A year after rejected Tunisian asylum seeker Anis Amri rammed a truck into the crowded market at Breitscheidplatz, killing 12 and wounding 70 others...
A year after rejected Tunisian asylum seeker Anis Amri rammed a truck into the crowded market at Breitscheidplatz, killing 12 and wounding 70 others, the authorities have come under fire over security failings and their clumsy handling of the aftermath of the assault.
"It is true that some support came late and remained unsatisfactory," President Frank-Walter Steinmeier told the bereaved and emergency workers at a private church memorial for the victims.
"Many family members and injured -- many of you -- felt abandoned by the state," he said, recalling the words of a mother who had lost her daughter and said no-one had comforted her after the attack.
"I can't get those words out of my head," he admitted, saying that the relatives' appeal to be heard had "triggered something and set it in motion."
In the hours following the assault, politicians had put on a brave front and repeated the mantra that Germany would not be cowed by terror.
But Steinmeier acknowledged such rhetoric had done little for the victims.
"So soon after the attack ... these words don't sound simply defiant and self-confident, but also strangely cold and detached," he said.
To mark the anniversary, the popular Christmas market at Breitscheidplatz will stay shut all day out of respect for the victims.
At midday, Chancellor Angela Merkel was to inaugurate a memorial -- a 14-metre (46-foot) golden crack in the ground engraved with the victims' names.
And during the evening, there will be a public ecumenical prayer at 8:02 pm (1902 GMT) -- the exact time when Amri rammed his truck into the crowded square a year ago, when people can light candles and the church's bells will chime for 12 minutes.
But the run-up to the commemoration has been marred by criticism of the authorities by families of the victims.
A wrenching open letter by some of the bereaved accused Merkel of failing to personally offer condolences.
The chancellor held her first meeting with relatives only on Monday.
Acknowledging the criticism, Merkel said: "It is clear to me that their suffering, this complete transformation of their lives, cannot be put right.
"But nevertheless we can show compassion and will improve the things that must be improved."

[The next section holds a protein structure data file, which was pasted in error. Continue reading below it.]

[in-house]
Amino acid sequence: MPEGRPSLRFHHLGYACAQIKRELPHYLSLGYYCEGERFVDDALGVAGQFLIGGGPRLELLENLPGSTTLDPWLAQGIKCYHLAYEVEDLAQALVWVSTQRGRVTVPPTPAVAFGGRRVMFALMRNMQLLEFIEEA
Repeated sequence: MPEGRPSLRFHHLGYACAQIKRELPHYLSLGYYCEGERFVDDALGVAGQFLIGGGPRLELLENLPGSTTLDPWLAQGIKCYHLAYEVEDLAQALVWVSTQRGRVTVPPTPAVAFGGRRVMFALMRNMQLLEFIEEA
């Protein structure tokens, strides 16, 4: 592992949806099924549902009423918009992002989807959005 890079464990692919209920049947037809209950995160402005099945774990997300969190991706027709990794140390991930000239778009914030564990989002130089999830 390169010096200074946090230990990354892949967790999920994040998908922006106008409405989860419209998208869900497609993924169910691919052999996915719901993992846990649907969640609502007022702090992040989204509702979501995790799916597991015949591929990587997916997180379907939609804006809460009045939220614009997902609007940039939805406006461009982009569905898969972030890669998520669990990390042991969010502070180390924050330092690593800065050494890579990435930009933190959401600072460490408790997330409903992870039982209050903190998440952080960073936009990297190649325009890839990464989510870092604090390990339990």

In an editorial in Tagesspiegel daily, Justice Minister Heiko Maas apologised.
"We were not sufficiently prepared to deal with the consequences of such a terror attack," he wrote.
"For that, we can only apologise to the victims and their surviving relatives."
Kurt Beck, who was commissioned by the government to look into the handling of the aftermath, last week outlined a litany of official failings, including taking up to three days to inform anxious relatives that their loved ones had perished and even sending the bereaved autopsy bills complete with late payment warnings.
Further adding to the embarrassment, Bild daily said the letter inviting relatives to Tuesday's commemoration was accompanied by an information sheet stating that "taxi costs will not be reimbursed!" and urging them to use public transport instead.
A spokeswoman for Berlin authorities, Claudia Suender, told Tagesspiegel that such information was "required under budgetary and administrative law" even if she "regretted the impression it gave."
Police also faced fierce criticism after it emerged that Amri, who arrived in Germany in 2015 and registered under several different identities, should have been deported.
On Sunday, Welt am Sonntag newspaper said the Tunisian had been under closer surveillance by Germany's secret service than previously thought, suggesting the authorities may have left him free in order to detect his instigators.
Amri himself was shot and killed four days after the attack by police in Italy, where he had previously lived.